Republicans for reform

REPUBLICANS FOR REFORM…. It’s an extremely small group, but Time‘s Karen Tumulty notes the GOP contingent that likes what Democrats are up to on health care reform.

Okay, maybe it’s not enough to call a groundswell. But after former Majority Leader Bill Frist told me last Friday that he would end up voting for the bill were he still in Congress (with some caveats about the shortcomings of the legislative language as it now stands), we’ve heard from some other GOP voices in support of the basic contours of Barack Obama’s health care reform effort: Bush Administration HHS Secretary Tommy Thompson, New York City Mayor Michael Bloomberg (who ran as a Republican, but who is now an independent)* and Mark McClellan, who ran both the Food and Drug Administration and the Medicare and Medicaid programs under George W. Bush.

Others are noticing, too. Mike Allen’s widely-read “Playbook” feature in Politico included a headline this morning that read, “Tommy Thompson, Frist, Bloomberg give momentum to health care…. Non-Dem Support Builds For Health Reform.”

And as long as we’re counting GOP heads here, it’s probably worth noting that former Republican Senate Majority Leaders Howard Baker and Bob Dole have also “endorsed the sorts of reforms President Obama and his allies are pushing.”

Now, as a practical matter, these endorsements probably don’t mean much. It’s a very modest number of people. Moreover, Frist, Thompson, Bloomberg, McClellan, Baker, and Dole have varying degrees of influence in Republican circles, but not one of them will have a vote when reform comes to the floors of Congress.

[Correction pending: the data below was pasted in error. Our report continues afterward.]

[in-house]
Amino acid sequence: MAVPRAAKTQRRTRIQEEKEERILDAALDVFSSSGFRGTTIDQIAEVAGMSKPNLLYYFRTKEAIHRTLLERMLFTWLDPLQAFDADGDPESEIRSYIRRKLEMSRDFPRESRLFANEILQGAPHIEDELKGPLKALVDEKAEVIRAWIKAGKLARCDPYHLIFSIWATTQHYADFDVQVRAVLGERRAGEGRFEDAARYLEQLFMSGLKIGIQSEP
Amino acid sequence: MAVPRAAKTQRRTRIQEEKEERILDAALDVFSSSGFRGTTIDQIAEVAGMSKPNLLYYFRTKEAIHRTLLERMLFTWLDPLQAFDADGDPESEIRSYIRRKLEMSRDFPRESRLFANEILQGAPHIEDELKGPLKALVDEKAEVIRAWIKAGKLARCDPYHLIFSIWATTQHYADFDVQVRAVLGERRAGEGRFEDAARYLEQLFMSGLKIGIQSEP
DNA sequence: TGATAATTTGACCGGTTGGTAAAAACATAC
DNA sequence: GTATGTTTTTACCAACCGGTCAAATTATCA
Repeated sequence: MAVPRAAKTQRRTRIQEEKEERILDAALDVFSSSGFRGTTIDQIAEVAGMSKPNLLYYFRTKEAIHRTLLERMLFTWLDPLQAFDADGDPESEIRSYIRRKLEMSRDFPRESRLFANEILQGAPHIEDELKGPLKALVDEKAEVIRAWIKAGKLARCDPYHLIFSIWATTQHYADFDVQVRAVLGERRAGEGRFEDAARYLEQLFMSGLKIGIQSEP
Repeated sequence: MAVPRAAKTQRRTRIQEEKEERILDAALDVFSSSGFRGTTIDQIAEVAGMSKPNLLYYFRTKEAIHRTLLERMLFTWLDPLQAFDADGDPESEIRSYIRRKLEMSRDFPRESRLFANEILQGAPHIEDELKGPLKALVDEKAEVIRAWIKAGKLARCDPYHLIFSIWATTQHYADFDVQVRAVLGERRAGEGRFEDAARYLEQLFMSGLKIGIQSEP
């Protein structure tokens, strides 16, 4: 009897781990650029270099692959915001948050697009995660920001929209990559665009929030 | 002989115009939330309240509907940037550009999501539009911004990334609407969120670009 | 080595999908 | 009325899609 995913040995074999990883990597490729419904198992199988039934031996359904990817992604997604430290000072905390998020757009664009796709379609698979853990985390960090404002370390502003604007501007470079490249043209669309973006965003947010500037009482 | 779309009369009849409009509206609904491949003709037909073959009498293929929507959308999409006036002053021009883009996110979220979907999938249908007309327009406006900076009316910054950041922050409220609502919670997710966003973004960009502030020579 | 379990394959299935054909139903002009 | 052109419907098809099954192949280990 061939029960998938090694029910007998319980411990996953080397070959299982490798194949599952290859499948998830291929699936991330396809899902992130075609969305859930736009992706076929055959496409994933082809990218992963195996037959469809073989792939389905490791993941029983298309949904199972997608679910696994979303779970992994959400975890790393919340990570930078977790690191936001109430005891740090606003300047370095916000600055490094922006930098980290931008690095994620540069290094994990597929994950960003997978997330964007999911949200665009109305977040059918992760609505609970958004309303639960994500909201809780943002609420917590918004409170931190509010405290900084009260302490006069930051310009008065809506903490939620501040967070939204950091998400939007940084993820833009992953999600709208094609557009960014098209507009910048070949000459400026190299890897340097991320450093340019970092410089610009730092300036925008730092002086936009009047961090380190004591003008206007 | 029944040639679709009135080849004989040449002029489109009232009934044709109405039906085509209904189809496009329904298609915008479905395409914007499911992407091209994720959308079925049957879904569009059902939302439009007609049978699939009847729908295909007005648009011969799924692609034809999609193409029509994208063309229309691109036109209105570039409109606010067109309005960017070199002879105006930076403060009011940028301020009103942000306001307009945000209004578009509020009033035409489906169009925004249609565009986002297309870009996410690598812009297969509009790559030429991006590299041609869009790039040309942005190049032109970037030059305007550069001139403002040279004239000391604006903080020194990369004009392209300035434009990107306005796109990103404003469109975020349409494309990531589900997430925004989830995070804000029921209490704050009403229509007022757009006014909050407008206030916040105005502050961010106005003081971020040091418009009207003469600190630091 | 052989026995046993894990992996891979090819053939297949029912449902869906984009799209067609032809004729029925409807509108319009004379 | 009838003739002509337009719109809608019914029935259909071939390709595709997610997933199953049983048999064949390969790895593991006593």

But I like the larger framing of this anyway. For one thing, the public, for frustrating reasons I can’t fully understand, seems to want a bill with “bipartisan” backing. When high-profile Republicans express tacit support for Democratic efforts, it can help with public perceptions.

For another, it positions congressional Republicans as outside the mainstream. If several notable GOP officials are stepping up to endorse reform efforts, and Republicans on the Hill resist, it makes the lawmakers seem petty and overly partisan.

It reminds me a bit of the presidential campaign when a wide variety of Republicans — including Ronald Reagan’s national security advisor, solicitor general, and White House chief of staff — endorsed Obama. It undermined GOP arguments that the Democrat was some kind of dangerous radical — if he were a liberal extremist, why were so many prominent Republicans supporting him?

The same is true here. If health care reform is such a radical idea, why are relatively high profile non-Democrats endorsing the effort?

Update: As I was hitting “publish,” an email arrived in my inbox: “Schwarzenegger Endorses Obama Health Care Effort.” The list, in other words, is growing.